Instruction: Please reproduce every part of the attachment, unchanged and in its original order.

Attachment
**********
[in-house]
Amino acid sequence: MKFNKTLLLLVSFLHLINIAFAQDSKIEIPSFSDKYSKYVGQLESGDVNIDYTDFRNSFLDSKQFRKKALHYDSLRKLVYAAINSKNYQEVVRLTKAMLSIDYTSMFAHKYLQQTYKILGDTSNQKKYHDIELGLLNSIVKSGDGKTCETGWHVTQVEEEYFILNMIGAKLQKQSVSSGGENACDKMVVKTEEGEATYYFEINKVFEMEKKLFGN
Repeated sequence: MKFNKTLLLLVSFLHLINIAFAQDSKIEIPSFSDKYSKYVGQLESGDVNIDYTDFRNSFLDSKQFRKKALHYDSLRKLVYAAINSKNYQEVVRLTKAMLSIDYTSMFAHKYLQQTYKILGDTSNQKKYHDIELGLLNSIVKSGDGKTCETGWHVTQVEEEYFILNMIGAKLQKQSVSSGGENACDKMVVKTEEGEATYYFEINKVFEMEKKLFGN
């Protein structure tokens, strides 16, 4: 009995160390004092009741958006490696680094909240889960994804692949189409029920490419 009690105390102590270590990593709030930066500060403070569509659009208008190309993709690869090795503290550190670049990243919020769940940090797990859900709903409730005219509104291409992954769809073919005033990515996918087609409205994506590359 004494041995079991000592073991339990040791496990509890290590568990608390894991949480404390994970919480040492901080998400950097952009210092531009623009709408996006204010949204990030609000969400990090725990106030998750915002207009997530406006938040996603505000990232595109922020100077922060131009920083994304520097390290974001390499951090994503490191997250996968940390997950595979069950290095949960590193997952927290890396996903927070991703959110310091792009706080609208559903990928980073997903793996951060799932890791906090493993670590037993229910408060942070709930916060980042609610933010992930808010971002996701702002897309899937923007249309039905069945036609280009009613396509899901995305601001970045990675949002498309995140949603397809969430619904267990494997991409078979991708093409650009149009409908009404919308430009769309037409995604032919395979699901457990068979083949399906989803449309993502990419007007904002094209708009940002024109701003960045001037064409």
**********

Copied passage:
[in-house]
Amino acid sequence: MKFNKTLLLLVSFLHLINIAFAQDSKIEIPSFSDKYSKYVGQLESGDVNIDYTDFRNSFLDSKQFRKKALHYDSLRKLVYAAINSKNYQEVVRLTKAMLSIDYTSMFAHKYLQQTYKILGDTSNQKKYHDIELGLLNSIVKSGDGKTCETGWHVTQVEEEYFILNMIGAKLQKQSVSSGGENACDKMVVKTEEGEATYYFEINKVFEMEKKLFGN
Repeated sequence: MKFNKTLLLLVSFLHLINIAFAQDSKIEIPSFSDKYSKYVGQLESGDVNIDYTDFRNSFLDSKQFRKKALHYDSLRKLVYAAINSKNYQEVVRLTKAMLSIDYTSMFAHKYLQQTYKILGDTSNQKKYHDIELGLLNSIVKSGDGKTCETGWHVTQVEEEYFILNMIGAKLQKQSVSSGGENACDKMVVKTEEGEATYYFEINKVFEMEKKLFGN
């Protein structure tokens, strides 16, 4: 009995160390004092009741958006490696680094909240889960994804692949189409029920490419 009690105390102590270590990593709030930066500060403070569509659009208008190309993709690869090795503290550190670049990243919020769940940090797990859900709903409730005219509104291409992954769809073919005033990515996918087609409205994506590359 004494041995079991000592073991339990040791496990509890290590568990608390894991949480404390994970919480040492901080998400950097952009210092531009623009709408996006204010949204990030609000969400990090725990106030998750915002207009997530406006938040996603505000990232595109922020100077922060131009920083994304520097390290974001390499951090994503490191997250996968940390997950595979069950290095949960590193997952927290890396996903927070991703959110310091792009706080609208559903990928980073997903793996951060799932890791906090493993670590037993229910408060942070709930916060980042609610933010992930808010971002996701702002897309899937923007249309039905069945036609280009009613396509899901995305601001970045990675949002498309995140949603397809969430619904267990494997991409078979991708093409650009149009409908009404919308430009769309037409995604032919395979699901457990068979083949399906989803449309993502990419007007904002094209708009940002024109701003960045001037064409």